Thursday, November 18, 2010

Sustainable Forest Management Certification

If you live in a forest dependent community you are probably affected by forest sustainability issues. Thousands of forestry related jobs have been lost, the coastal forest industry is a shadow of its former condition, and in the interior of BC, over 13 million hectares of pine forests have been lost to a massive mountain pine beetle attack. 100 Billion dollars worth of timber has been lost.

Government and forest industry public relations efforts divert you from these local alarm bells with information that BC is a world leader in sustainable forest management. They will tell you that over 54 million hectares of BC's forest have been certified under some sustainable forest management certification scheme.

Something just does not seem to add up. In the last few decades of last century the world decided that "Sustainable Forest Management is Good". On the surface the idea seems to be quite simple and obvious. However a comprehensive definition of sustainable forest management is rather complex. Neither is good a simple affair for humans. Deep down we know what is good, but we complicate this with hypocrisy by making a pretense of virtue. We even make up religious, social or legal rules that we can follow so we can show to the world that we have earned or brownie points of virtue.

Are BC's public forests being cared for with a comprehensive understanding and appreciation of sustainable forest management? Is it from the heart or is it just an attempt to dress up the surface with the good clothes of a brownie point scheme? Brownie point schemes do help because they do moderate behavior. Long term sustainability requires true care.

The most comprehensive and scientific definition of sustainable forest management is the Montreal Process. It is an international agreement on sustainable management and conservation in temperate and boreal forests. It enables countries to examine progress toward sustainable forest management. One of its indicators would raise a red flag in the case of an epidemic that is larger than a natural event. The present mountain pine beetle epidemic in BC is an example. Forest management caused huge areas of lodgepole pine to become too old and susceptible to attack. Another indicator would pick up discriminatory export taxes and tariffs for wood products, such as BC's lumber exports to USA. This indicator is part of a comprehensive examination of the laws and institutional framework that supports forest management. BC's vulnerability to export taxes is associated with the allocation of a large portion of our public timber to a few forest corporations under a non-market government administered pricing arrangement. Reduced access to public timber has limited the growth of a diversified secondary wood products manufacturing in BC.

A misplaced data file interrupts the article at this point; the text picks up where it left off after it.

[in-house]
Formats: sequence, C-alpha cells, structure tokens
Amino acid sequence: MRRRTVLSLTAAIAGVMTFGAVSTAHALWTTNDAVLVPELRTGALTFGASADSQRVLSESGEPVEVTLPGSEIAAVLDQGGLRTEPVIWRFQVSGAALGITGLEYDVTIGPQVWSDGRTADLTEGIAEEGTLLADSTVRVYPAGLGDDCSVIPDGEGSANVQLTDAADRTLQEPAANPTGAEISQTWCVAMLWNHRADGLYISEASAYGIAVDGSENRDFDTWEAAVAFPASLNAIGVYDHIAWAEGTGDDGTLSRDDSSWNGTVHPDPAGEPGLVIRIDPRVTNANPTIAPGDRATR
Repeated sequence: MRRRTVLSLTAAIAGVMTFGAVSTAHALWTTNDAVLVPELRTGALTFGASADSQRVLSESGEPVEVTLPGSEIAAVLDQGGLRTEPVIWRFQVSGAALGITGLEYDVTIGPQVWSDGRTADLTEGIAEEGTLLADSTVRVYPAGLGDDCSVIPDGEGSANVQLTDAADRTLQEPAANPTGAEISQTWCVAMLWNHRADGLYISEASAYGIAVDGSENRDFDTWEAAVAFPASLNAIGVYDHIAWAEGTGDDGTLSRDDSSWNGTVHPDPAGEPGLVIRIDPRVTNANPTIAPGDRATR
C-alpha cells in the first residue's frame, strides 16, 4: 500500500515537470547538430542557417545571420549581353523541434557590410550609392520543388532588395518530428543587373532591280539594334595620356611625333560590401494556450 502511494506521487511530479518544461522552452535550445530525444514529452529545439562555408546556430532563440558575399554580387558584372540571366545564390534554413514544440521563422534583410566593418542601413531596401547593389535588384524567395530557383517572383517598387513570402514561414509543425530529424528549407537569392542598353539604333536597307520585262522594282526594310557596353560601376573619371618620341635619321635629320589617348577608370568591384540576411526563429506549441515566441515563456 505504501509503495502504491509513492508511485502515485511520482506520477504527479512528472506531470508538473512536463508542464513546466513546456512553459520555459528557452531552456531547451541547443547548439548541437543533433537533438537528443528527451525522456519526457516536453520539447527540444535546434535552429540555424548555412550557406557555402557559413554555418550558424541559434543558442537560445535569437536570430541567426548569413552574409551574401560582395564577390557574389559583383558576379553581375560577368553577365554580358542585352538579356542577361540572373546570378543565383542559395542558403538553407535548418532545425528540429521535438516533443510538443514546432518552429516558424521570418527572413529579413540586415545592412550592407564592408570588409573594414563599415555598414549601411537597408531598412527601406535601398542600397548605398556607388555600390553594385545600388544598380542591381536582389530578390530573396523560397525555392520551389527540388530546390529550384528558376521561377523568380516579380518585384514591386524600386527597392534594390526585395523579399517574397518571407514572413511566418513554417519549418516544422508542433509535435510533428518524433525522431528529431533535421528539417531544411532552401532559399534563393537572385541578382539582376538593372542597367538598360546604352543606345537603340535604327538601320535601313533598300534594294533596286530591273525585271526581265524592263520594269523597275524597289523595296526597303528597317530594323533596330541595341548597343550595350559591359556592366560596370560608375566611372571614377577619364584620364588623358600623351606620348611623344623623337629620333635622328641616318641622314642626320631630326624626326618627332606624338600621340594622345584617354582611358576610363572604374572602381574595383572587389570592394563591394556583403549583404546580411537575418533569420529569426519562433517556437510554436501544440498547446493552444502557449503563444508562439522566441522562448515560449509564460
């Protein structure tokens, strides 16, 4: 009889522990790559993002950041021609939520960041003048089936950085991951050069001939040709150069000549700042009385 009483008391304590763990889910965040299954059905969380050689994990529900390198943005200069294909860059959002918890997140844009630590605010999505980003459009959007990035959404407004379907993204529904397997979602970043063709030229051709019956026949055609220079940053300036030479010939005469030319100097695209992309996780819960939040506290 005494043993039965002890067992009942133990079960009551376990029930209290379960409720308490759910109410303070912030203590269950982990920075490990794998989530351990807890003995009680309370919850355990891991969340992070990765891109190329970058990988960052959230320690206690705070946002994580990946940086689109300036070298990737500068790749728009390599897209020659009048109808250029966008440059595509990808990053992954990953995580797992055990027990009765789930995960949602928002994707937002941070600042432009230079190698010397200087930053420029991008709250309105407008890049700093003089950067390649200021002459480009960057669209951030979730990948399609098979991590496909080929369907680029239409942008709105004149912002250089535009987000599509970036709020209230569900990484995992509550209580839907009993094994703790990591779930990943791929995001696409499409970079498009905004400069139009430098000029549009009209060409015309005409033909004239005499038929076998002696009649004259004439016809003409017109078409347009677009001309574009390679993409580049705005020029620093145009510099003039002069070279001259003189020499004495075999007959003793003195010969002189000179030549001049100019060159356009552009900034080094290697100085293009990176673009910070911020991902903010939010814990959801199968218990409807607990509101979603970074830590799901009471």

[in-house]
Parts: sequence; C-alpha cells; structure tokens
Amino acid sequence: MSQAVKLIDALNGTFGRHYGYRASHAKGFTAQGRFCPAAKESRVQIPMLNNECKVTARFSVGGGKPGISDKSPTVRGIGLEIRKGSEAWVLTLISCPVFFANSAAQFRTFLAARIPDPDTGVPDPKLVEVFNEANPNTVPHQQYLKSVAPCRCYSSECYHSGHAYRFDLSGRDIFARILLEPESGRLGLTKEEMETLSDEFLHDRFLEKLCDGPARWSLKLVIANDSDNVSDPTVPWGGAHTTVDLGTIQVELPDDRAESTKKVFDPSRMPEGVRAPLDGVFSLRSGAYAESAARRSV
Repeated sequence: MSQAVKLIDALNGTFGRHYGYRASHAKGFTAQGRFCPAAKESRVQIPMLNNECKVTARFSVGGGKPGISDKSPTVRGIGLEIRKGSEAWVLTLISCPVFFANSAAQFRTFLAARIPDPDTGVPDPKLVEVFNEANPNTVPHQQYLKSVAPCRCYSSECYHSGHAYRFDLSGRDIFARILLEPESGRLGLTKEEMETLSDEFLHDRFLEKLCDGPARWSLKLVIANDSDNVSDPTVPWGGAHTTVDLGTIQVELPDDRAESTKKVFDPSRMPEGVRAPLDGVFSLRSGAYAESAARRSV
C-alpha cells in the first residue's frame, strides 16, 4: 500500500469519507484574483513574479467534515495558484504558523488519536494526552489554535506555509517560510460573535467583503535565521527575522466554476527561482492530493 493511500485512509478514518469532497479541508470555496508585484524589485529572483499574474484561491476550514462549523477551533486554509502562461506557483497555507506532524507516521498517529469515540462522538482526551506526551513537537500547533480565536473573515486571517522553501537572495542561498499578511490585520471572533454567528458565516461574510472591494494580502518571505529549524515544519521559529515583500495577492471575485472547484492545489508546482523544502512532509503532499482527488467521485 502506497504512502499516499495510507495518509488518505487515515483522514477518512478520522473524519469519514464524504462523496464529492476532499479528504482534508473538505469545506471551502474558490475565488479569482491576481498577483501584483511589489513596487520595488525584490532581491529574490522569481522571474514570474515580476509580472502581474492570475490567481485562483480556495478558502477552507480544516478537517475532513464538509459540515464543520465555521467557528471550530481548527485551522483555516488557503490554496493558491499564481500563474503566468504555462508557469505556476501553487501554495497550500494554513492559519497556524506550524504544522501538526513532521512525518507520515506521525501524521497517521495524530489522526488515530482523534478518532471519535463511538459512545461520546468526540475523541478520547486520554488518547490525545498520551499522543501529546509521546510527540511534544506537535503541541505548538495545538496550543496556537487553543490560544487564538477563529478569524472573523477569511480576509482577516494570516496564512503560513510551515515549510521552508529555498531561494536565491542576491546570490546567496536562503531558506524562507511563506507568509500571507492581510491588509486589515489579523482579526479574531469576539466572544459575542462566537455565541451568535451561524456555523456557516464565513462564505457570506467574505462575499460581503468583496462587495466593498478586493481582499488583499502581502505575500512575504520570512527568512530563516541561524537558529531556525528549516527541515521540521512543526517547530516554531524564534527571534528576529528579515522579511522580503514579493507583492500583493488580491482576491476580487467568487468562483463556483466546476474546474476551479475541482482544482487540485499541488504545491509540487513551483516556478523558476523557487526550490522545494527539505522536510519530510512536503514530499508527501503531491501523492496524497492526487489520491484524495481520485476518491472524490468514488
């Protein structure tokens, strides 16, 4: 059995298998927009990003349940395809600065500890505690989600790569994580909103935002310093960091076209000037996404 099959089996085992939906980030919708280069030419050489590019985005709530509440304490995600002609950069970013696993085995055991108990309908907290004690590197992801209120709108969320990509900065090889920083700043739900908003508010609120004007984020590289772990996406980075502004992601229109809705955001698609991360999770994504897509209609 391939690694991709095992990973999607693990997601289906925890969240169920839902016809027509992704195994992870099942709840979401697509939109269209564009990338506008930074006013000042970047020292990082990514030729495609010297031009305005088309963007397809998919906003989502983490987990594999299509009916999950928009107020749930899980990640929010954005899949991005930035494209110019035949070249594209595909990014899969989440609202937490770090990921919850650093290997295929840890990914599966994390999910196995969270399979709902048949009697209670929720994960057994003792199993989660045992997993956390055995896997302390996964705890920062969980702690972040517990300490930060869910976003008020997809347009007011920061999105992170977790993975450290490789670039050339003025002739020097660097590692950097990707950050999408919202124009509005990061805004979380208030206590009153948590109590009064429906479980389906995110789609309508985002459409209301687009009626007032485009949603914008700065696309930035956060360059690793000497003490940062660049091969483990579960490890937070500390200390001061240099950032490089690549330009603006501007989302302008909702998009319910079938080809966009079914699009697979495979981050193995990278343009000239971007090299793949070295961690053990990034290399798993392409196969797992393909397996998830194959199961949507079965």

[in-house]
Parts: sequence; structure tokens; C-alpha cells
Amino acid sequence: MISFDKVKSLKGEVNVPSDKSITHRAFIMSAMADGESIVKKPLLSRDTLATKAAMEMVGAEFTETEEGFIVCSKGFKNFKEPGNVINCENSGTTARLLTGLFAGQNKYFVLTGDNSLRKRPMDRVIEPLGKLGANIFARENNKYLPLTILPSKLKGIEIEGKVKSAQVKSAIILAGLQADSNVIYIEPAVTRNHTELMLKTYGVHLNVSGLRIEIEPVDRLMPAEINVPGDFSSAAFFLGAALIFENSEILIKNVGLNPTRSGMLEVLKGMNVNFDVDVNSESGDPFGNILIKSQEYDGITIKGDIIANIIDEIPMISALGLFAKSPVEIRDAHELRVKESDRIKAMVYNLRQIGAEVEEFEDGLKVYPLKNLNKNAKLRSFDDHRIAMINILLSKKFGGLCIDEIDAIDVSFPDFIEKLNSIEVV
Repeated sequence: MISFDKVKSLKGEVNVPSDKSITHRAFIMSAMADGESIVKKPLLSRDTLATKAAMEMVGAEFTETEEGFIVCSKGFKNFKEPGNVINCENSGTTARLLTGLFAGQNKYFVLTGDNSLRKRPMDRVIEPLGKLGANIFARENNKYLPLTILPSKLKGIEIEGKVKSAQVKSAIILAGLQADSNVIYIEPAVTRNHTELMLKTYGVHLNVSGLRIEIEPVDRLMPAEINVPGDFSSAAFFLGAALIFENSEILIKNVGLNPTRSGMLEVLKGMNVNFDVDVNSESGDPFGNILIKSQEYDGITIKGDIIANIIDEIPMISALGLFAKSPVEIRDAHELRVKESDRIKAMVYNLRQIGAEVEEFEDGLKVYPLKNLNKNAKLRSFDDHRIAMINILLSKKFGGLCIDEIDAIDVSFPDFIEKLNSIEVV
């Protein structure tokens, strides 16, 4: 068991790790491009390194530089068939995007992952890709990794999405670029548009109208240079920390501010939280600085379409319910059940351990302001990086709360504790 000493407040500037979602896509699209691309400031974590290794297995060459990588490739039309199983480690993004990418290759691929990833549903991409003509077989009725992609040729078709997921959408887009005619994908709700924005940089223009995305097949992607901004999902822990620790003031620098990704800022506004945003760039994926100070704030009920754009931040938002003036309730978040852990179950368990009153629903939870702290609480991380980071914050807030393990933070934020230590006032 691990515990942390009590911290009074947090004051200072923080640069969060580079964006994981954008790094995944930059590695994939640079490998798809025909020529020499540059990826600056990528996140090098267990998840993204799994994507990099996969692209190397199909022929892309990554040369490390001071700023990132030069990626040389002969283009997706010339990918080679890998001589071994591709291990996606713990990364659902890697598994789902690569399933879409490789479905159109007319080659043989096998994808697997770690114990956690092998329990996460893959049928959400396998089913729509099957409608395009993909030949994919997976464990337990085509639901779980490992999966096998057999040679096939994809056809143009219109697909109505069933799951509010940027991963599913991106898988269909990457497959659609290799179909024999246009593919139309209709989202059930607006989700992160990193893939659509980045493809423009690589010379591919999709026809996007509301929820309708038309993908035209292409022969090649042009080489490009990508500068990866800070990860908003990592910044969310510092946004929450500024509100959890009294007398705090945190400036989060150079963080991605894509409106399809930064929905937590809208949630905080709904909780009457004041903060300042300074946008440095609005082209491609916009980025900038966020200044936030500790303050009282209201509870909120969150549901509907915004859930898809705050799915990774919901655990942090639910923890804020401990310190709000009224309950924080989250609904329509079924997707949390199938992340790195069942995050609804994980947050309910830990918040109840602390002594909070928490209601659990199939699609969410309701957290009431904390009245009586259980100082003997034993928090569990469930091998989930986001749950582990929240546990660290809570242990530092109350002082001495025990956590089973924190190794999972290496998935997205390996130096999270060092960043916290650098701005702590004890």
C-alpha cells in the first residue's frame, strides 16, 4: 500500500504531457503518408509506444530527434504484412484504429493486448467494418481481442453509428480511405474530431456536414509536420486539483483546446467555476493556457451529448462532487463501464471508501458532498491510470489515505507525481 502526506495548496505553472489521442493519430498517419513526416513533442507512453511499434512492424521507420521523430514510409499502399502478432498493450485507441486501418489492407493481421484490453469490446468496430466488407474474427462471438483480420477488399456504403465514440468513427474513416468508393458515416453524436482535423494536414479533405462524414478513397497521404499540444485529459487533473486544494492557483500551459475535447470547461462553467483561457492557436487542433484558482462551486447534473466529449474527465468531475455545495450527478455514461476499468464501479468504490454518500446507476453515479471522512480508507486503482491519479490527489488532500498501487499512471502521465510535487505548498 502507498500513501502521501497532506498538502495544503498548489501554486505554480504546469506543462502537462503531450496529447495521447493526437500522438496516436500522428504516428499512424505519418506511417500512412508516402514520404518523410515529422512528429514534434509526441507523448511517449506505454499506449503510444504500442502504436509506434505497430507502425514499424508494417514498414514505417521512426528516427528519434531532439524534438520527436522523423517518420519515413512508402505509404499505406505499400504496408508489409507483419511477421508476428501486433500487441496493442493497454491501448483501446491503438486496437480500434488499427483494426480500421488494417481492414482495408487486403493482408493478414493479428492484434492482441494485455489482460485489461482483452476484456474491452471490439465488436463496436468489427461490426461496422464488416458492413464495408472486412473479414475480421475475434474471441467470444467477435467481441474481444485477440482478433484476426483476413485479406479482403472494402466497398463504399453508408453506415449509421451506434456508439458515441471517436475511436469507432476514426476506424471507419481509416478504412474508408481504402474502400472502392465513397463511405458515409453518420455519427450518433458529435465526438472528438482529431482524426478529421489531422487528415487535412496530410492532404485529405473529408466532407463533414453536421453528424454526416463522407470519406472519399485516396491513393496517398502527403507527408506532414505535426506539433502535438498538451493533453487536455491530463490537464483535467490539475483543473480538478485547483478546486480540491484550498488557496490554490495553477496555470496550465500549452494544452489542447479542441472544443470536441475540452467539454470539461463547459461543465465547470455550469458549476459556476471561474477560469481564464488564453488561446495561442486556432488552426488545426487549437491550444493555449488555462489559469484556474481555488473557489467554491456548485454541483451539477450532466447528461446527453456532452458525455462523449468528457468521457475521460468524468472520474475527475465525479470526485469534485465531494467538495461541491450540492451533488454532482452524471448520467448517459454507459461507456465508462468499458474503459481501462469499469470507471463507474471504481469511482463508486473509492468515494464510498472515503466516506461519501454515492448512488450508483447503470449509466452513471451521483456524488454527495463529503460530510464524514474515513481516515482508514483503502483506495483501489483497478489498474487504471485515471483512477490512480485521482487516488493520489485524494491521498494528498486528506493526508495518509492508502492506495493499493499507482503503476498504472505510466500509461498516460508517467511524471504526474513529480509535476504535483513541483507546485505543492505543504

The intent of the standards in the Montreal Process is to encourage progress toward sustainable forest management by identifying problems and making necessary changes or adaptations. Unfortunately, this concept is quite foreign to to present corporate and government public relations. Rather, problems are hidden behind positive words,sounds or images.

The comprehensive international agreement draws its name from Quebec's major city because Canada hosted the initial meetings of scientists that developed the sustainable forest management and conservation standards. The comprehensive standards of the Montreal Process could have served well to assess sustainable forest management in every Province of Canada.

The Canadian Council of Forest Ministers decided to produce their own set of watered down standards. The Montreal Process has an indicator that examines epidemics that are larger than a normal natural event in an attempt to reduce such events. It would pick up the mountain pine beetle outbreak in BC as one of these events. Forest industry profited from the freedom to choose harvest areas in public forests. This was a major factor in the build up of large areas of old lodgepole pine that is susceptible to mountain pine beetle attack. The Canadian Council of Forest Ministers standards only require the reporting of areas affected by insect and disease outbreaks.